• Constraints. The next section you should include in your data science project proposal is a list of constraints that your solution needs to adhere to. This should include both business constraints and technical constraints if possible. If you do not have enough familiarity with the technologies you will be using to understand the technical constraints they will impose without doing some exploration, you can stick with just the business constraints your solution needs to meet.
  • Goals. The next thing you should include in the project proposal is a list of goals for the project. These goals should describe the criteria that needs to be met in order for the project to be considered a success.
  • Non-goals. It is just as important to include information on what will not be included in the scope of a project as it is to include information on what will be included in the scope of a project. Make sure to include details on edge cases that you will not be tackling a part of the project.
  • Business metrics and impact sizing (if applicable). Finally, you should include information about the business metrics that you intend to move with this project. If there is not a clear business metric that the project will move, you should reconsider whether you should be working on that project. If you are able to give an estimate of the size of the impact you might expect a project to have on a given metric, you should also include that information in the proposal.

What should not be in a data science project proposal?

What should not be included in a data science project proposal? Here are some examples of information that should not be included in a data science project proposal .

  • Implementation details. Project proposals should focus on the nature of the problem that needs to be solved and the constraints that the solution needs to adhere to. They should not go into detail on what solution will be built or how the solution will be implemented. Details about how the solution will be implemented should be saved for a technical design document that should be created later in the project lifecycle. You should not have all of the details necessary to describe the solution that you will build this early in the project lifecycle.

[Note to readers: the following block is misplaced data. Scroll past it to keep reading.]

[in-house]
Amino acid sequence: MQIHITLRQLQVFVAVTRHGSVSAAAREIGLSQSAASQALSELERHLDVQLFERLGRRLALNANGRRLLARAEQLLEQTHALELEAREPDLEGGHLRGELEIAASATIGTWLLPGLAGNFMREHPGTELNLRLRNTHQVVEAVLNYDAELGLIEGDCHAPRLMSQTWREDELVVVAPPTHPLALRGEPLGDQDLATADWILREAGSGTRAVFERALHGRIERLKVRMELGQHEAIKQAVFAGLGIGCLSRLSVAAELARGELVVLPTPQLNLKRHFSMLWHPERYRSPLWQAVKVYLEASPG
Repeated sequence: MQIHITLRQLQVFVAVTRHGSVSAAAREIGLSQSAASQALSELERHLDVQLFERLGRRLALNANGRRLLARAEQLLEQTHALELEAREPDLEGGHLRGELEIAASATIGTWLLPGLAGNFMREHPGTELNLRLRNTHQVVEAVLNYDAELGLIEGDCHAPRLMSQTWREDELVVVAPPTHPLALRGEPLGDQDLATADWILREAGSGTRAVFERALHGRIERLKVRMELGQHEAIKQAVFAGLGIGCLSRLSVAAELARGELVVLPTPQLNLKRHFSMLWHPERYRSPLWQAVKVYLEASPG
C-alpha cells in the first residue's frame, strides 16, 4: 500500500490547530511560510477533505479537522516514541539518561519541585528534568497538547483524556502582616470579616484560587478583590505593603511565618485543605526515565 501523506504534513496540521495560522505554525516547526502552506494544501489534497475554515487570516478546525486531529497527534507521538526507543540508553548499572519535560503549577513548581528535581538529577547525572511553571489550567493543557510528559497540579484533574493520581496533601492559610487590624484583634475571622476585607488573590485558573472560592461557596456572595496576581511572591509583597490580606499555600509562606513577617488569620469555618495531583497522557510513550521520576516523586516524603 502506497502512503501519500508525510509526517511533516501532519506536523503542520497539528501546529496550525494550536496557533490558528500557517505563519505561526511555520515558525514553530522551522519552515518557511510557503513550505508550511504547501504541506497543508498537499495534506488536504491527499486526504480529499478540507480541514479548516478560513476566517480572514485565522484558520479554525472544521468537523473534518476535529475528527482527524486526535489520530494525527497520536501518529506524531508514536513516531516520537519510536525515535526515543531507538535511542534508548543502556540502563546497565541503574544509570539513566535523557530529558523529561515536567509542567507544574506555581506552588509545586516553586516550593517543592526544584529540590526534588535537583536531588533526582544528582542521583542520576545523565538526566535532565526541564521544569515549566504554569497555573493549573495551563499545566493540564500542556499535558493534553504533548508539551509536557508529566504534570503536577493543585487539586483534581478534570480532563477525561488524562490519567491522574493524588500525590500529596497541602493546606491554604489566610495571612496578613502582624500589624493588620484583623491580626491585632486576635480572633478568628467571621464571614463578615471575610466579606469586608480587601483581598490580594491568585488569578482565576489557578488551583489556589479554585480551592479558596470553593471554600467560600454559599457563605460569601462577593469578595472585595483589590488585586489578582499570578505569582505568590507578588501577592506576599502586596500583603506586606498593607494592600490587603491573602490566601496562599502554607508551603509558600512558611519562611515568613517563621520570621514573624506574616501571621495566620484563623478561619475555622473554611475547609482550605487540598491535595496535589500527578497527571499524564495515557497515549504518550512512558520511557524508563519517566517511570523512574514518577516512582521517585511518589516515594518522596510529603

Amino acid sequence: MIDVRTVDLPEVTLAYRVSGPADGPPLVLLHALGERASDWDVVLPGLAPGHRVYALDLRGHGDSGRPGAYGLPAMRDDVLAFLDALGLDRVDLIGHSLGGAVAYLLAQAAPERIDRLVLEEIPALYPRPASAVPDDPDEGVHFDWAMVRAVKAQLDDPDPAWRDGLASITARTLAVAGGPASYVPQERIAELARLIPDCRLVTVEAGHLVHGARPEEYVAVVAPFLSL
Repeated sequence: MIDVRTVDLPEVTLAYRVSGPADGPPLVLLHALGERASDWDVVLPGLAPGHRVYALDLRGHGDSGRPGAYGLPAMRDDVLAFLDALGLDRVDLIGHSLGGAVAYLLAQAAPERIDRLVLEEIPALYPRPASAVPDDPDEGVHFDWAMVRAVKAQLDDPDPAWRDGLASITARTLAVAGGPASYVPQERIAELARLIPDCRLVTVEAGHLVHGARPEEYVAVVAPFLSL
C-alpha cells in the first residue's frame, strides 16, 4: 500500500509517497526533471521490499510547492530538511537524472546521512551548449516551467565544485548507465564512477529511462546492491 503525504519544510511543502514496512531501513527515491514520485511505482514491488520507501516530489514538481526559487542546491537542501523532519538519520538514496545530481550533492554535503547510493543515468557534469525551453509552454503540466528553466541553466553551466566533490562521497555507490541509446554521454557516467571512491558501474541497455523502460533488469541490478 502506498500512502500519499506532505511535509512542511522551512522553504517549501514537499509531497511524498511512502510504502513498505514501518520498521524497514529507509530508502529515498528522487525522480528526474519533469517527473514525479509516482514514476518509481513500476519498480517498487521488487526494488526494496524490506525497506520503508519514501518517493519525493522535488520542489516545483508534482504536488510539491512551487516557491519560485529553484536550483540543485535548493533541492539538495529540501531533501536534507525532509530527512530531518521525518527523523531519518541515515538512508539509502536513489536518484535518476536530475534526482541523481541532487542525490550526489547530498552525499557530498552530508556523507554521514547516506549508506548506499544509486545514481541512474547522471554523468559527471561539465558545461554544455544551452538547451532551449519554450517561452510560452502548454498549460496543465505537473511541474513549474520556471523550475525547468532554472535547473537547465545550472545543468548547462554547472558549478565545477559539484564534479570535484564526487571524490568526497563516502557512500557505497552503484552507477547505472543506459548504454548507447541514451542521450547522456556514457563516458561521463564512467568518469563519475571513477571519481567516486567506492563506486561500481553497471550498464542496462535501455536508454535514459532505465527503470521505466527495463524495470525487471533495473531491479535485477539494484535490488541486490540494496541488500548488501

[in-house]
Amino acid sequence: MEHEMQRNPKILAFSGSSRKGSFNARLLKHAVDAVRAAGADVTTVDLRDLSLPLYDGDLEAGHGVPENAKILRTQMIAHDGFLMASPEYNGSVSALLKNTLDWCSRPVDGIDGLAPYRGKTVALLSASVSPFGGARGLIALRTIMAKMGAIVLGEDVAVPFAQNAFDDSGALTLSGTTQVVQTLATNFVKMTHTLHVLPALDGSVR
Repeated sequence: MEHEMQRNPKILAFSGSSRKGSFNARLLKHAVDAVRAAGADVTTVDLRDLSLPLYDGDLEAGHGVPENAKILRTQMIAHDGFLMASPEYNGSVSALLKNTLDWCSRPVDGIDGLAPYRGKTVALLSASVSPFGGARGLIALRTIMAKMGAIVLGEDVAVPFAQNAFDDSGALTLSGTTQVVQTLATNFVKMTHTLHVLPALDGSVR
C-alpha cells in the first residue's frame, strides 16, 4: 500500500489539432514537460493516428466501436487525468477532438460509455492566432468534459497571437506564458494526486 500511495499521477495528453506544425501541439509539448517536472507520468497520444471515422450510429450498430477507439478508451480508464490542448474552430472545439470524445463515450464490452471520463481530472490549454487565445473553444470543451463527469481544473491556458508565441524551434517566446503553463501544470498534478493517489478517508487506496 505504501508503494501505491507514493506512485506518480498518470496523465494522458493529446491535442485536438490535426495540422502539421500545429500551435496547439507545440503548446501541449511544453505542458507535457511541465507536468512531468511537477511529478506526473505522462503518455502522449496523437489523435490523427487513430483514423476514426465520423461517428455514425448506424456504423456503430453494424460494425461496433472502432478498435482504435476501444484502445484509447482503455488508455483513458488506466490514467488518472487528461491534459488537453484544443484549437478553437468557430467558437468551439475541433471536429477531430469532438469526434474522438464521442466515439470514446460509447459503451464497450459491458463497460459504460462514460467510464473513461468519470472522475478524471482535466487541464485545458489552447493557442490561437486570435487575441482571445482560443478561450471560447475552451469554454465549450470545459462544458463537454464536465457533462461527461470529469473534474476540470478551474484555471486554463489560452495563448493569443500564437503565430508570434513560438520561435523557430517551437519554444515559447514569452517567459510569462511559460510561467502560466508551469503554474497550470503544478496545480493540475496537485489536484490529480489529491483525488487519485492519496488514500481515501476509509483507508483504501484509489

Tips for creating a strong project proposal?

How do you write a strong project proposal that will drive alignment with your stakeholders? Here are some traits that characterize a strong project proposal document.

  • Succinct. You should aim to make your project proposal document succinct and only include details that are necessary. There are multiple reasons for this. For one, it will make it easier for stakeholders to skim your document. This will increase the likelihood that any given person will actually read through your document.
  • Opinionated. A project proposal document should be opinionated. It should state clearly what should and what should not be done as part of the project. The more opinionated the document is, the more likely that the alignment that is achieved in the proposal stage will carry throughout the rest of the project. Stakeholders will understand exactly what the team is and is not committed to up front.
  • Accessible. A project proposal document should be written for a broader audience that contains both technical and non-technical stakeholders. It should not contain specific technical terminology or references that would make it inaccessible for a less technical audience. You should always aim to get feedback on your document from a wide variety of stakeholders with different backgrounds and experiences, so you need to avoid writing the document in a way that is only accessible to a small subset of people.